Windows Subsystem for Linux, or WSL is a service provided to developers that allows a Windows 10 user to have a full Linux kernel installed and running in a virtual machine under the hood, allowing for access to a complete Unix filesystem and command line while continuing to use Windows GUI apps.
While WSL provides a potentially fantastic service for developers (I use it extensively, myself), its nature of being a bit more of an experimental feature can sometimes leave documentation for specific tasks a bit hard to find. It's a Linux terminal, yes, but one running with specific concessions that occasionally make installing applications not as simple as the "Ubuntu installation instructions" might make them seem when you're Googling for a solution.
I'm writing this blog post because I specifically had a little trouble getting MongoDB installed and running on my WSL 2 installation, and wanted to put something out there to help others who might be trying to do the same thing.
Let's get started!
First off, I'm going to assume that you're using Ubuntu as your WSL installation of choice. This is the most popular and commonly used Linux distro, and the one that I have experience with.
My examples will also be using Windows Terminal for my command line interaction, which I highly recommend for WSL. It's lightweight and customizable, and fits great with the workflow.
This is just to make sure everything is up to date in your WSL installation. Run
sudo apt update in your terminal, enter your Ubuntu password, and let the process finish.
Install the current working package version of MongoDB by typing the following into your terminal:
sudo apt-get install mongodb
Y to confirm when prompted, and a big installation process will take place.
Once the installation is complete, you should now have access to two services on your command line:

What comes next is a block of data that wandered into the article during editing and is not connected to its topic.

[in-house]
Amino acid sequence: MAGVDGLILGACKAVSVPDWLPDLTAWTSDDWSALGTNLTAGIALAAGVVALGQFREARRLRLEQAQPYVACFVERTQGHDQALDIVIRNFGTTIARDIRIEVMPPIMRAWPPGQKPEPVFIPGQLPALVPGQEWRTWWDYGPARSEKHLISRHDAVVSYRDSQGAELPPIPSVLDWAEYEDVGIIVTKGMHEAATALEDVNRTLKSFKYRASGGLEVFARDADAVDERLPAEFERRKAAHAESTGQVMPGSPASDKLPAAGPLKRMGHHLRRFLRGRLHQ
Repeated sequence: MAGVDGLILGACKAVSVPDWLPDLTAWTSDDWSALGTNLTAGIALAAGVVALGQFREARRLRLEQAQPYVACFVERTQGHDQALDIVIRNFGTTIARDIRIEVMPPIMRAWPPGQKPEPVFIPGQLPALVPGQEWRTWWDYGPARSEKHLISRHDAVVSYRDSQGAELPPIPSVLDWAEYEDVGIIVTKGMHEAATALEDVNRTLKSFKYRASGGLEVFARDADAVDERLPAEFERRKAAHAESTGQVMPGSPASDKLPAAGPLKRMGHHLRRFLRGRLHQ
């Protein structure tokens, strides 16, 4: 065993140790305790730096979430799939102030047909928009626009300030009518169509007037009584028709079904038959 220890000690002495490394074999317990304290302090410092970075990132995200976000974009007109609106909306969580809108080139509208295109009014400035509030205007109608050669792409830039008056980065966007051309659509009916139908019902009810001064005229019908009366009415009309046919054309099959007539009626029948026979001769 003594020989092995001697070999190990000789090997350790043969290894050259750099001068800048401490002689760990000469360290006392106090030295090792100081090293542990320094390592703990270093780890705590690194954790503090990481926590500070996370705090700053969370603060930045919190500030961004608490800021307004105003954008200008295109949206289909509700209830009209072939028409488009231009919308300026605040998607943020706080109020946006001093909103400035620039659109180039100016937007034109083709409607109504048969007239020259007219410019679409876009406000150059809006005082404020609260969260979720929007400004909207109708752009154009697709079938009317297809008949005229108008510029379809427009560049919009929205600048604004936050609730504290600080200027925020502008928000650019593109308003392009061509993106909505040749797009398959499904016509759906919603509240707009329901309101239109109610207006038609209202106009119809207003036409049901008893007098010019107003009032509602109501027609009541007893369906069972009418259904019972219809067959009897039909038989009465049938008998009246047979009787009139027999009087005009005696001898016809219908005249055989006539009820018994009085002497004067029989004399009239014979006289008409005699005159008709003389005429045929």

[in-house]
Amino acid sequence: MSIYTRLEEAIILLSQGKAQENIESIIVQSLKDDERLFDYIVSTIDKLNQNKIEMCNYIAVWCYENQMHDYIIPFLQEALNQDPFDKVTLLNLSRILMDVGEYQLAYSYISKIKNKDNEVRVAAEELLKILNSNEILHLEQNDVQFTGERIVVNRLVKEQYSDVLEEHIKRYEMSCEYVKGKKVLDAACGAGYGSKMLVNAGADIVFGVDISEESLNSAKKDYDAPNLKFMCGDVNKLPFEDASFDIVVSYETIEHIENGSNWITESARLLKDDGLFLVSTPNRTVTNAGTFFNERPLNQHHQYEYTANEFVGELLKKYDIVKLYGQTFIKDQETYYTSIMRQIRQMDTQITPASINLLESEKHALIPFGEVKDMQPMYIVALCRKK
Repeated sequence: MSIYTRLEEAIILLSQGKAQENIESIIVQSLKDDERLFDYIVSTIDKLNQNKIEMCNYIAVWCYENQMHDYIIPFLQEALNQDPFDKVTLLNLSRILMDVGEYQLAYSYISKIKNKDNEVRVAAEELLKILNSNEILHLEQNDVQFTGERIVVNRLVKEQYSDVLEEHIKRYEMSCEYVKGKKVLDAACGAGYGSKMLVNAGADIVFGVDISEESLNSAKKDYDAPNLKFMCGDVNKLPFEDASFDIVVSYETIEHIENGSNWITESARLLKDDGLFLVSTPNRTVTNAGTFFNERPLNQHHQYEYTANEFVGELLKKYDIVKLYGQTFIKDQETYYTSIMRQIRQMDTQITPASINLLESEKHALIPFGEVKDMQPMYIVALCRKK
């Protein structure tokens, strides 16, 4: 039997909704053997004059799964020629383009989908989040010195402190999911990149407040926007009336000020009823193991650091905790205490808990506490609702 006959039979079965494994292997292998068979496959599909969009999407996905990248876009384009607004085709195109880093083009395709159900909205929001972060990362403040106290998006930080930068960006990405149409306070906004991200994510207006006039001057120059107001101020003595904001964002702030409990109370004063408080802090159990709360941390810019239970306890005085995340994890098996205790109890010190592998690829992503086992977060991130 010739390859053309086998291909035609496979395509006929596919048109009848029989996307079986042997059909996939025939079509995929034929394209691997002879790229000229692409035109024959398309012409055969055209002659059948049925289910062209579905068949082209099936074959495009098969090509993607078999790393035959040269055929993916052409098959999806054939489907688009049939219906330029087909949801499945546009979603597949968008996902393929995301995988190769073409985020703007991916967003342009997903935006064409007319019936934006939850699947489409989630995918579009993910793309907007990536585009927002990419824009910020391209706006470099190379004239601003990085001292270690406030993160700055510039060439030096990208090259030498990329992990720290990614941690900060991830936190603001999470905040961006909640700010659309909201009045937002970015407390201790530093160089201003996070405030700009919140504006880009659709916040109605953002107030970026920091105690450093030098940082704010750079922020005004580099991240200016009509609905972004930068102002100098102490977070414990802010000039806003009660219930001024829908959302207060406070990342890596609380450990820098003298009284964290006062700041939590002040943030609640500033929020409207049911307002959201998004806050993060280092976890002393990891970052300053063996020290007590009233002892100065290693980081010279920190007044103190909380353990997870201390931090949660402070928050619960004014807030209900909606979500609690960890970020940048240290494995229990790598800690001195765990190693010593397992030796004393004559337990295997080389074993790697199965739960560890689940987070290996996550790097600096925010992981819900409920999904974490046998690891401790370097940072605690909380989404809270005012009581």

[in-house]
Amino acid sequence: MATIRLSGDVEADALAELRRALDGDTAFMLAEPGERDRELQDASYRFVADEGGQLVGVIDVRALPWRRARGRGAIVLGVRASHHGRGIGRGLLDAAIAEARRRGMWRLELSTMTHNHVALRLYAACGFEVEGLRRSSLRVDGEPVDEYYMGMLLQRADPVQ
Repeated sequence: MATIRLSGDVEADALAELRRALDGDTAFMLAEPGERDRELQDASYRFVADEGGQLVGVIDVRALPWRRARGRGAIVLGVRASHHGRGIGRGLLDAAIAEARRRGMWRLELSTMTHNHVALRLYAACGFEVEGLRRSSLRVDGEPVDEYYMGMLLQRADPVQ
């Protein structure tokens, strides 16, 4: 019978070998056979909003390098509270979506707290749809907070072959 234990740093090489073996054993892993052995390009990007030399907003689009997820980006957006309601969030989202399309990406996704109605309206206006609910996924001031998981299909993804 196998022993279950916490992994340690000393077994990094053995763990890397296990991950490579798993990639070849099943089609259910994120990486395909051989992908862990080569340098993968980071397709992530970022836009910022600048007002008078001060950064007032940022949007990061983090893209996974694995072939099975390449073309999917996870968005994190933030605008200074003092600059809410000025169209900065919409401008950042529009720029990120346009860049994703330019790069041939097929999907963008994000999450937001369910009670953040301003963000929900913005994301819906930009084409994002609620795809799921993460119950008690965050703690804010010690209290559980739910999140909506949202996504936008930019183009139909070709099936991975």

mongod starts your local database server and runs it on the default port (27017), and
mongo runs the MongoDB shell-- allowing you to connect with the database and interact with it manually.
Now here's the tricky part, where the WSL version of MongoDB gets a little bit funky.
Normally, MongoDB's default directory for the database is
/data/db. However, if you run the
mongod command to start the server, you'll likely be hit with this error:
MongoDB hasn't created the folder for its database properly, so we're going to have to do it ourselves!
Important to note, for those new to Linux or Unix in general, your default starting place when you open up a new terminal window is
~, which is your home directory. Any new folders or files you create there will show up as
~/pictures, etc. This is different from the root directory, which is the actual core of your Linux installation. This is represented by a simple
/, and that's the directory where MongoDB is looking for its folders.
This is a small distinction,
/, but it makes all the difference in Unix.
To see this in the GUI, this is where the home folder lives in your WSL file structure:
Whereas the root directory lives here:
And this is where we'll need to put the
/data/db folder structure.
Thankfully the solution is easy, once you know what to do!
cd / into your terminal to navigate to your root directory, and type
sudo mkdir -p data/db. The
-p creates the parent folder(s) as well, if they don't already exist.
The folder now exists in your root directory! But we're not quite done. If you try to run
mongod now, you'll hit a new error:
This is because while we've created the folder, we now have to give it administrative write privileges, so that MongoDB can put its data there.
To do this, type
sudo chown -R `id -un` data/db. This will recursively give the proper permission to those folders.
mongod again to start the server, and you're done!
The final line in the terminal should be something like "Waiting for connections on port 27017". Your server is now officially running!
Test it out by running the MongoDB shell with
mongo in a separate terminal tab, with the server still running:
If you see the
> character at the end, congratulations! You're now officially inside of the MongoDB shell and can interact with your local database.
I'll end the post here, since this was just a tutorial to get MongoDB installed and running properly, and another post on the functionality of Mongo would be a whole lot longer. I encourage you to take a look at their documentation and experiment with what they have to offer-- it's an incredible service, and a lot of fun to use!
I hope this was helpful to other WSL devs out there, and thanks for reading! 😄